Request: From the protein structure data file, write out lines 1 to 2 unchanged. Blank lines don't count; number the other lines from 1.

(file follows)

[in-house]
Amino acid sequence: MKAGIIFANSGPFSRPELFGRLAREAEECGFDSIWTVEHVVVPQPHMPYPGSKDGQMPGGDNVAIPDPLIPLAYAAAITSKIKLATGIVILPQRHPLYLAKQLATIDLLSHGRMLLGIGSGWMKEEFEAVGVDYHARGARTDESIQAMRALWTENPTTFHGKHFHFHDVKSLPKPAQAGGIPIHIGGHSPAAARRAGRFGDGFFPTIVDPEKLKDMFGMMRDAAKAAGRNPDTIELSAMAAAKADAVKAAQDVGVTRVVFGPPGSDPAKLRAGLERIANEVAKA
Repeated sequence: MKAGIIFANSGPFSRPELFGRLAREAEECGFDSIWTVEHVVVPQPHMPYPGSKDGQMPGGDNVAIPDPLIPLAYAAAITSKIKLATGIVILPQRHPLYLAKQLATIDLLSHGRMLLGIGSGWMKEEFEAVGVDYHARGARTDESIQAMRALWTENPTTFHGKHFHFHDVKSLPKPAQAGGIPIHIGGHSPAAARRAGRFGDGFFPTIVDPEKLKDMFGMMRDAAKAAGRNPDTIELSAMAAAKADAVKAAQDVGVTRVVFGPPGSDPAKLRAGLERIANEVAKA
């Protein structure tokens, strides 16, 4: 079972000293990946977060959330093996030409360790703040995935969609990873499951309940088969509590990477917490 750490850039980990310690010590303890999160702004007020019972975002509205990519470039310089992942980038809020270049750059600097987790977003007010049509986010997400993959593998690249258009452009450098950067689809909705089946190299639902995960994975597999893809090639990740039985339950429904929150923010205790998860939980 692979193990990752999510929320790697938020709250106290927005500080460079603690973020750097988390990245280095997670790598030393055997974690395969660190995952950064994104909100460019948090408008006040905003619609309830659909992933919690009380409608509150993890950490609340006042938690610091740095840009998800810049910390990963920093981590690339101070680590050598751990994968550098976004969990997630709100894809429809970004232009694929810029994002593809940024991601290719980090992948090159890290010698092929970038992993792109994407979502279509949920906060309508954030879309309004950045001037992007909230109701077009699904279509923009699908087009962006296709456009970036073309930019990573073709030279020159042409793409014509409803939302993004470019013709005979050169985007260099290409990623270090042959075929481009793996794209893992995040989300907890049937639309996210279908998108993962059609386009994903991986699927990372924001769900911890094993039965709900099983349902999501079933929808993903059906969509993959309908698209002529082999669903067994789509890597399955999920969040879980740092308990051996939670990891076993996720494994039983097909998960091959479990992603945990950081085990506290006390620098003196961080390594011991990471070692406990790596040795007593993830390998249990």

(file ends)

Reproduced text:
[in-house]
Amino acid sequence: MKAGIIFANSGPFSRPELFGRLAREAEECGFDSIWTVEHVVVPQPHMPYPGSKDGQMPGGDNVAIPDPLIPLAYAAAITSKIKLATGIVILPQRHPLYLAKQLATIDLLSHGRMLLGIGSGWMKEEFEAVGVDYHARGARTDESIQAMRALWTENPTTFHGKHFHFHDVKSLPKPAQAGGIPIHIGGHSPAAARRAGRFGDGFFPTIVDPEKLKDMFGMMRDAAKAAGRNPDTIELSAMAAAKADAVKAAQDVGVTRVVFGPPGSDPAKLRAGLERIANEVAKA